Although the results of a poll distributed on a "take-one-if-you-want-one" basis probably cannot be labelled as scientifically exact, the findings of the CRIMSON College Affairs Poll, distributed in the Dining Halls last Wednesday noon, do, to a certain extent, portray in large scale the feelings of the student body on a number of the issues that have arisen during the fall term thus far.
Two tremendous prods and an index of student opinion appear for the Council Constitutional Committee in the results of the poll. Almost unanimously, the present hit-or-miss method of Council contact with the student body at large was condemned as being inadequate, while the "grievance committee" idea received nearly as large an affirmative vote. If the Council has not previously considered this tenuousness of contact as a major problem, it would probably do well to reflect on the absolute weight of the majority.
The two problems which the Constitutional Committee has been boggling on found the ballot-writers taking fairly definite sides. House representation won a decisive 85 per cent majority over the present Class system, and the completely elective ideal won a somewhat less decisive majority over any combination of appointive and elective systems. Again, with such evidence before them, it is difficult to see how the Committee can justify much extension of debate on these two issues.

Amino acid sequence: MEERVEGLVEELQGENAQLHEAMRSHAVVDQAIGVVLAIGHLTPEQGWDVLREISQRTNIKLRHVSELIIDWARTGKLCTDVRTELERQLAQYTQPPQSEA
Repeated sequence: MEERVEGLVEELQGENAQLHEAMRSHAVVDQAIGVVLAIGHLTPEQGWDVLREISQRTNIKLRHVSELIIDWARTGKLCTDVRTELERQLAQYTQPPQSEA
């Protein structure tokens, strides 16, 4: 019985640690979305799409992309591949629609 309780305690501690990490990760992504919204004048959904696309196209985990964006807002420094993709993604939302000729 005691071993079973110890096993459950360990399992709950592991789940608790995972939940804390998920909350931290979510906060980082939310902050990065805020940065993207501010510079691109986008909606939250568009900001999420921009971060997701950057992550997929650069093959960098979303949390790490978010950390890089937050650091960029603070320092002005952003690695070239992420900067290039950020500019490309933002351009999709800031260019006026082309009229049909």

Indifference, notably, was rather low. In virtually every one of the distributing points, the poll forms were completely gone before one o'clock. Of the 1800 polls printed and handed out, well over 1300 were turned back in, most of them completely filled out. Of those taking the trouble to complete the form, only slightly better than seven per cent conformed to the stereotype of Harvard indifference by professing to think that the method of selecting a Council made no difference at all. The response to the poll may indeed, have started to pull apart the timeworn thesis that the undergraduate is "a most indifferent guy."